Brexit fishing deal: How Boris Johnson could crush EU’s ‘room for manoeuvre’ exposed


has long been hailed as an opportunity for British fishermen to regain full control of waters and no longer face the intense competition of vessels from other EU states. members with deep-rooted financial interests in access to British fishing waters are expected to put up a fight with when trade talks start. But BBC Brussels Correspondent Adam Fleming claimed the Prime Minister could “narrow the room for manoeuvre” of EU competitors for a long time during the negotiations. 

Speaking to BBC podcast Brexitcast, Mr Fleming said: “There was a fisheries’ seminar and, actually, that was full of clues about how this fisheries deal could look like.

“The thing that caught my eye, and was pointed out by a few people, is a phrase about ‘stable quota shares.’

“The idea behind this is, in the fisheries agreement made between the UK and the EU in this phase, you agree very broadly what the share there’s going to be for British fishery people and European fisher people in the no longer shared waters.

“That could actually be set very broadly, for maybe even decades.”


Mr Fleming continued: “Some people have raised the idea of setting it for about 25 years which then means your annual negotiations between the independent coastal state UK and the EU representing everyone else…the room for manoeuvre is very narrow.

“And it’s not a giant haggle every year because they are actually operating by quite narrow parameters that were set for a very long time in this phase.

“You can then see the very cliched view of what the fisheries negotiations would be like in the next few years not being what it is expected to be.”

The BBC correspondent added: “It might all be set now.”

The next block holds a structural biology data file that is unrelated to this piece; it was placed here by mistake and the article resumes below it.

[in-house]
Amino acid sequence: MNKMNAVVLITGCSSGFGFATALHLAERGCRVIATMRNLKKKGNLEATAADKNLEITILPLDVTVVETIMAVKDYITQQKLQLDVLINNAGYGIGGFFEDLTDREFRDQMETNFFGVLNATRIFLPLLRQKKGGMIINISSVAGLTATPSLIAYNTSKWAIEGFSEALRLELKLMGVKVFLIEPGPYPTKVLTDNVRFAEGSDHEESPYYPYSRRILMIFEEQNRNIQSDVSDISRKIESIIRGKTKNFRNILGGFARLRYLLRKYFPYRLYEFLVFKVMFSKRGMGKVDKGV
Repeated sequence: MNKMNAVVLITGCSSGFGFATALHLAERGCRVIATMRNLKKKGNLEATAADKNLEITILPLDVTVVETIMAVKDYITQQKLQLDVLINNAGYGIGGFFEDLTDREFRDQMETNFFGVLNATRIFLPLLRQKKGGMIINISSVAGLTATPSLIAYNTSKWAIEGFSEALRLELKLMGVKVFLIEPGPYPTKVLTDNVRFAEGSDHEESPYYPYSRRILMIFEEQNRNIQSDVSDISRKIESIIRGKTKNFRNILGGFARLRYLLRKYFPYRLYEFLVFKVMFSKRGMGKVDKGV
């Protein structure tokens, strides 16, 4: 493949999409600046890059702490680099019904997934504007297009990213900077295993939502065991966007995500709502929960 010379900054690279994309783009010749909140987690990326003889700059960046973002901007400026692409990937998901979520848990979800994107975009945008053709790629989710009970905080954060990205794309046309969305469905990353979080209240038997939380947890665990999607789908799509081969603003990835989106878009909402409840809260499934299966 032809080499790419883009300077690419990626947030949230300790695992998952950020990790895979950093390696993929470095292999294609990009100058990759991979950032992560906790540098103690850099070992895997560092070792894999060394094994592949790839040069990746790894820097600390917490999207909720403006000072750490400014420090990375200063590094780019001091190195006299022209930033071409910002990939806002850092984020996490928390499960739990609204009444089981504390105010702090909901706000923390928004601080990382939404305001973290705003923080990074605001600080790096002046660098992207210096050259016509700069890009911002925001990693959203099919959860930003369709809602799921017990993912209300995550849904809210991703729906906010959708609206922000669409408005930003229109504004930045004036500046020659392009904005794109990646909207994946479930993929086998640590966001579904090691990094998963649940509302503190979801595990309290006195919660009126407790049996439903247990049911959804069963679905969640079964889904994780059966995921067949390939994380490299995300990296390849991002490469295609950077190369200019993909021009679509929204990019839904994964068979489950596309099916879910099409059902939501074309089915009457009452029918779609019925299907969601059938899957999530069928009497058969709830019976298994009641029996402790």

British fishermen have long in regards to the amount of fish they and EU vessels can catch in UK waters.

But despite the Prime Minister pledging to deliver full control of British waters back to the coastal communities across the country, fishermen from EU member states have made known their intention to fight attempts to cut them off.

Last summer, French fishermen signalled they would be willing to blockade the port of Calais in an attempt to stop fishing exports from Britain reaching the continent.


Ms Fredericksen said: “When it comes to Brexit, fishing is particularly important for Denmark, because it is a profession that depends on good cooperation with the countries that share the same fishing area.

“So there is no doubt that fishing really matters.”

EU Commissioner for Trade Phil Hogan earlier this month suggested Mr Johsnon could agree to trade off its fishing rights in exchange for access to financial services after Brexit. 

Mr Hogan told the Irish Independent: “There certainly will be trade-offs, particularly at the end of the negotiations.

“The EU will be seeking concessions on fishery access and the UK will very probably be seeking concessions on financial services.”

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